European Council Meeting on Agriculture & Fisheries – Fishupdate.com

European Council Meeting on Agriculture & Fisheries Published:  14 December, 2011

EAPO CALLS UPON COUNCIL TO AVOID UNREALISTIC AND ARBITRARY

MEASURES PROPOSED BY THE EUROPEAN COMMISSION

Prior to the commencement of the December 15-16  Fisheries Council 2011 the European Association of Fish Producers Organisations President Sean O’Donoghue has said: “The Commission has issued a set of unrealistic TAC and quota proposals for 2012 with arbitrary cuts across a large number of stocks.”

He added: “ I am calling on the Council of Fisheries Ministers to reject these and replace them with a set of workable proposals that will enhance the sustainability of the stocks.”

In particular EAPO wishes to highlight a number of key concerns it has with the Commission proposals.

Despite the scientific analysis that the cod recovery plan is not working, the Commission states there is no possibility to deviate from the plan and proposes another substantial reduction of fishing effort in the cod recovery areas.

This will bring several fleets to a halt without good reason, says O’Donoghue and EAPO fears a tremendous socio-economic impact without any advantages to the state of the cod stocks.

EAPO therefore has called upon the Commission not to implement the proposed reduction in effort for 2012.

It is widely acknowledged that effort control has not been effective in securing recovery of cod stocks, says EAPO and therefore to impose a further reduction which would result in extreme hardship for fishing vessels without any benefit to stock status does not make sense.

An EAPO member said: “Continued cuts in effort (days at sea) by the Commission are unjustified. North Sea stocks including cod are continuing to improve under the current regime; further reductions in the time vessels can be at sea coupled with reduced quota will damage this recovery. What we need is common sense; fishermen don’t want to be forced to target small fish because they don’t have enough time to go further afield to catch bigger fish and they don’t want to have to discard good fish because the regulations require them to do so.”

In relation to the proposed 19% reduction in the TAC for Area VII Nephrops, EAPO rejects this and believes, based on the most recent scientific data, that this TAC should in fact be increased.

In addition, EAPO finds that the sub-area TAC currently in place in the area known as the Porcupine Bank should be removed.

While there have been difficulties with the Nephrops stock in this area in the past, the seasonal closure put in place at the suggestion of the Industry in 2010 and again in 2011 has proved extremely effective with the most recent survey data of the area showing a significant improvement in stock abundance levels.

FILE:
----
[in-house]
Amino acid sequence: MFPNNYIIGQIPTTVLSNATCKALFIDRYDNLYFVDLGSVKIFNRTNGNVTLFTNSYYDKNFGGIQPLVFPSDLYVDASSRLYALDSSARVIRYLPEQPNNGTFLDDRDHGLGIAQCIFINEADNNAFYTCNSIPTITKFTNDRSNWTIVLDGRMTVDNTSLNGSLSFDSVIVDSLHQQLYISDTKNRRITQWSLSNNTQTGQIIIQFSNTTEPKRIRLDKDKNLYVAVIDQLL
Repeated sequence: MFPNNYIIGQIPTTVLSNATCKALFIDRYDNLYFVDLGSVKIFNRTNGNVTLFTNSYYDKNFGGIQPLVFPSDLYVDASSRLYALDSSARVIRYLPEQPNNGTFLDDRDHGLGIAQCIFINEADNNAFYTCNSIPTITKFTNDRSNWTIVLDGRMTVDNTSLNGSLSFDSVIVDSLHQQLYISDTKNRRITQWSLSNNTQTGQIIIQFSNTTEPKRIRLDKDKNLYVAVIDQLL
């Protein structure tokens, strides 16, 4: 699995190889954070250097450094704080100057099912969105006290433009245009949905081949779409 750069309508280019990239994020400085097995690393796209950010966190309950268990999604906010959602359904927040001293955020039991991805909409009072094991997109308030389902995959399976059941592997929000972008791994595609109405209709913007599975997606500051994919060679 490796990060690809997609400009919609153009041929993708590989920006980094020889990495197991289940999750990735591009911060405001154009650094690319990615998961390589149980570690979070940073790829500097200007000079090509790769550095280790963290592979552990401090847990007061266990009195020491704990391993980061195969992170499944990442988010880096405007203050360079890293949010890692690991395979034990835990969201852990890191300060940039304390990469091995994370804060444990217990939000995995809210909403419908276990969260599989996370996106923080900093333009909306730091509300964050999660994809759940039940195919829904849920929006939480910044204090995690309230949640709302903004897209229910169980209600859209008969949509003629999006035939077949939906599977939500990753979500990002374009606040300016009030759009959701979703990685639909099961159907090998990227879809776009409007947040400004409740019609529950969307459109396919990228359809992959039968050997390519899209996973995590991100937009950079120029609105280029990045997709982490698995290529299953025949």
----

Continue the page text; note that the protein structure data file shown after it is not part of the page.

EAPO notes in the Commission proposals that for many stocks the MSY objectives are brought forward in time or an arbitrary reduction is proposed when a lesser or more substantial part of the scientific data is missing.

EAPO confirms having no problem with the MSY principle as set out in the Johannesburg Declaration, however EAPO does envisage difficulties in its implementation particularly in mixed fisheries.

“Bringing forward the timing of the ultimate target means additional difficulties to reach this target. It is EAPO’s view that a straightforward reduction of TAC under a so-called precautionary approach will be in many cases completely opposite to the sustainability targets. This means promoting the discarding of perfectly consumable fishery products or creating a socio-economic disaster by needlessly forbidding fishermen to perform their job, when they would not be allowed to continue to fish.

“Examples of these principles can be found in the proposals for stocks in the Bay of Biscay (Nephrops in contradiction with the last available scientific advice or Pollack, Whiting and Megrim TAC reductions without any justification) and for Plaice in the Skagerrak. EAPO therefore calls upon the member states to take a more realistic and sustainable approach for the TACs concerned.

“In respect of mackerel EAPO’s Northern Pelagic Working Group and the Norwegian industry representatives have already highlighted the irresponsible and reckless behaviour of both Iceland and the Faroe Islands in increasing their catches of mackerel from less than 6% in 2006 to almost 45% in 2011. EAPO is requesting that the Council give a very strong message to the Commission that this behaviour cannot be rewarded with conceding unwarranted shares to both Countries when the Coastal States meeting resumes in January in Iceland.”